Initially called Avenida de las Américas, Quinta Avenida (Fifth Avenue) stretches from the tunnel that connects it to Calzada Street, in Vedado, to the Santa Ana River, in the locality of Santa Fe. Considered the most beautiful avenue of its time, its construction was decisive for the development of Miramar.
Havana’s Quinta Avenida
By Ricardo Alberto Pérez
For those who day after day travel from the center of Havana to the western part of the city after having fulfilled their duties of the day, beautiful and majestic Quinta Avenida, or 5th Avenue, which crosses the Miramar residential area, becomes a singular setting for meditation. For a while, it turns into a sort of singular zen garden while you drive and meditate. The beautiful surroundings and the level road make the driving soothing and help you leave the high doses of stress acquired in the urban hustle and bustle.
Cubans who for one reason or another have resided abroad, especially in South American countries, such as Brazil, have a clear awareness of the secret anguish caused by the sensation of lack of open space, which is the opposite in island nations. If we analyze in detail the structural changes that have taken place in Cuban homes in recent decades, especially those that are located in the capital, it is easy to that we are engaged in a tooth-and-nail fight to conquer more space. Fifth Avenue in particular and Miramar in general are elegies to the possibility of enjoying a space that may give the sensation of being limitless.
One of the architects involved in the construction of this important thoroughfare was one of the most famous architects in the United States at the turn of the 20th century, the American John H. Duncan, who designed the Wolcottt Hotel and Grant’s Tomb in NYC. The other architect involved was Cuban Leonardo Morales, a graduate of Columbia University. It is not by chance that Miramar with its rectangular blocks of 100 x 200 meters is so like Manhattan.
Fifth Avenue stretches down from the tunnel that connects it with Calzada Street in Vedado to the Santa Ana River in the small seaside town of Santa Fe. The road here becomes Carretera Panamericana down to El Mariel. Its layout was instrumental in the development of Miramar. Its origin goes back to the early 20th as a result of the immigration of Havana’s moneyed classes to the west beyond the mouth of the Almendares River.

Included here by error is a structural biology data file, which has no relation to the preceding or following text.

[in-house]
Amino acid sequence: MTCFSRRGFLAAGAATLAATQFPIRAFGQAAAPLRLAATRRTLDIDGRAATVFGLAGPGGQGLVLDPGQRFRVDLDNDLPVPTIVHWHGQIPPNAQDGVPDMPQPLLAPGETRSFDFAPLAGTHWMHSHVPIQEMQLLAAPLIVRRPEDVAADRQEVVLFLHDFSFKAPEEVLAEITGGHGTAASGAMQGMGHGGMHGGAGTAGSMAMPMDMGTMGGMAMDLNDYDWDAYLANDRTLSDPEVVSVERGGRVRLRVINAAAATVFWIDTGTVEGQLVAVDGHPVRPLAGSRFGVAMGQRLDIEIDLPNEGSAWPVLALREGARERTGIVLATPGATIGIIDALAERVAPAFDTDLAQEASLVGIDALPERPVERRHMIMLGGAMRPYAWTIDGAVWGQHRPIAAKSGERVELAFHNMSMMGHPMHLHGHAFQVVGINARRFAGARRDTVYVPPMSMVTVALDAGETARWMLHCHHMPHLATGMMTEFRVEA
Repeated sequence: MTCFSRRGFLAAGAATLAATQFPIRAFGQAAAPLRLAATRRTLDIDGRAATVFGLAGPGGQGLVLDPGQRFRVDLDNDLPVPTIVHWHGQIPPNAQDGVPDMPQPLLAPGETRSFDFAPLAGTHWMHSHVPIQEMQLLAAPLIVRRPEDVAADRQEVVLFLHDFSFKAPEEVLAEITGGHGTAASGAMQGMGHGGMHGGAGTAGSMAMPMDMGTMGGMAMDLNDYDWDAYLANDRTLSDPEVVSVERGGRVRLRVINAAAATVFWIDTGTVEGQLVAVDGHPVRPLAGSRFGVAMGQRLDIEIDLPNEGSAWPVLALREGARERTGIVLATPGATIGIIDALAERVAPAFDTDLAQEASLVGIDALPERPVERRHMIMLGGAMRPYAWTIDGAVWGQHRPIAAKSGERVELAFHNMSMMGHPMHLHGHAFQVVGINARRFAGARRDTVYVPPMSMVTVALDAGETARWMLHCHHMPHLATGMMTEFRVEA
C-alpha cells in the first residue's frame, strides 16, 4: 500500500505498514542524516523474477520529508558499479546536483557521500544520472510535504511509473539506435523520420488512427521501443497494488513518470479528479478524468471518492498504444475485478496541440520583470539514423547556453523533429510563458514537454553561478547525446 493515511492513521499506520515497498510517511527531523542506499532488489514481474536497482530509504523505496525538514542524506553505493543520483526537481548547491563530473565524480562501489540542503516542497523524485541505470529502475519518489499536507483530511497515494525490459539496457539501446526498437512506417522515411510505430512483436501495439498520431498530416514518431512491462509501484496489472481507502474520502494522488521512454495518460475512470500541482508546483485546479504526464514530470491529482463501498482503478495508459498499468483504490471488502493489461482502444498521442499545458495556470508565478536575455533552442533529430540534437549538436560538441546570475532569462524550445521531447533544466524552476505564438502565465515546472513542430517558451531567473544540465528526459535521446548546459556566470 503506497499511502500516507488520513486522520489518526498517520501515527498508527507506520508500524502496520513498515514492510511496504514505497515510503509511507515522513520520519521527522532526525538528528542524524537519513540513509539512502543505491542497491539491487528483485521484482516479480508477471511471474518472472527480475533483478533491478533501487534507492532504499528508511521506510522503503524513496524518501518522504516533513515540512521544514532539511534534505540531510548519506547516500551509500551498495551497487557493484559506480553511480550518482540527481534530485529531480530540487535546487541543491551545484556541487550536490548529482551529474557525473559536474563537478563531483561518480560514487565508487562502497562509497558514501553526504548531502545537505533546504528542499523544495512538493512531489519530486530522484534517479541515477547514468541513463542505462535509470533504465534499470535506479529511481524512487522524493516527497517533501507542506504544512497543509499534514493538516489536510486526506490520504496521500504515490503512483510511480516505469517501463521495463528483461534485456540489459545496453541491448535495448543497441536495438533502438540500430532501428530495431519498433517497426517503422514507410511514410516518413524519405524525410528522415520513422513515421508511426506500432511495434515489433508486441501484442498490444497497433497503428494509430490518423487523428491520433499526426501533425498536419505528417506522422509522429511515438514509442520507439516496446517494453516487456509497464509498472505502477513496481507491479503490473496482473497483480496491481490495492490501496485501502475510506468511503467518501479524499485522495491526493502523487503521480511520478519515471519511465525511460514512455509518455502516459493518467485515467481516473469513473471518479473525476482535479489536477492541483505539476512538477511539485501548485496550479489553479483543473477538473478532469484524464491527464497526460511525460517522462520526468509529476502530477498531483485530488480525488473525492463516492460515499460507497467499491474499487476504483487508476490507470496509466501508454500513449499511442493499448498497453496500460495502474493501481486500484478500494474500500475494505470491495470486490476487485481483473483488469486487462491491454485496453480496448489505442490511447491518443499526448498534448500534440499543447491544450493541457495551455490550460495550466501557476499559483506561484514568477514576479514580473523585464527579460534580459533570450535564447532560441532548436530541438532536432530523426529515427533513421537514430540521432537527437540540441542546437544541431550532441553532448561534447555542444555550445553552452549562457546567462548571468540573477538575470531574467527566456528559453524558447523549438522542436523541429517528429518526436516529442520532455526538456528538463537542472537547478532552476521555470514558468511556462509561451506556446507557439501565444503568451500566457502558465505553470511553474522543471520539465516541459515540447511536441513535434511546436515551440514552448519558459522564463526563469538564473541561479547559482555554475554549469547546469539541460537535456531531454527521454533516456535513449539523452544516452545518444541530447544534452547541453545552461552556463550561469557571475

The avenue’s original name was Avenida de Las Américas [Avenue of the Americas], which is why the fountain, which was inaugurated in 1924 and is situated at its very entrance, is called Fountain of the Americas. Another familiar sight on 5th Avenue is a clock tower whose four bells reproduce the sound of Big Ben in London. In 1993, the clock was declared the official symbol of tghisnterritory. These two landmarks were also built by Duncan.
Many legends and anecdotes surround this splendid avenue, most of which are connected with the mansions that were built in the area, especially in the first half of the 20th century XX, and with the people who inhabited them. One of these notable mansions is located on the corner of 5th Ave and 14th St. Ironically nicknamed “The Shack” by its owner, President Ramon Grau San Martin, the “humble” abode had 19 bathrooms, not counting the ones in the garages and pool. The mansion of the Countess of Buenavista on 5th Ave and 6th St, and which won the 1929-1930 Facade Contest of the Rotary Club, is now home to 23 different families, which make it a tenement house in one of the best residential areas in Havana. One of the most famous houses in Miramar is perhaps the one located on the corner of 5th Ave and 2nd St–The House of Green Tiles or the Green House, which for many years gave rise to numerous legends. One of these legends was that there was a treasure hidden somewhere inside the building, a myth that Luisa Rodríguez Faxas believed herself until her death. Fortunately, today the house is as a center for the promotion and study of modern architecture.
The central part of Quinta Avenida is a pedestrian walkway landscaped with bushes, flowers and trees. In the mornings, it is a place for jogging, running or working out, whether in groups or alone. In the afternoons, especially before nightfall, parents take their kids to the walkway where they can run, ride their bikes or skate.
Fifth Avenue becomes a bit foreign to itself at the roundabouts at 112th and 120th streets. Private dwellings seem to have vanished from this stretch of the avenue. The once famous Coney Island Park used to stand on the northern sidewalk. On the other side of the road, on the south side, there were seedy bars, pool rooms and nightclubs which catered, however, to all social classes. None of that exists now. The theme park Isla del Coco and the Trompoloco Circus have occupied the area of Coney Island and fast food outlets have substituted bars and nightclubs.
Walking or driving down Quinta Avenida is a treat in itself. Not only is it one of the longest arteries in Havana, it is one of the loveliest.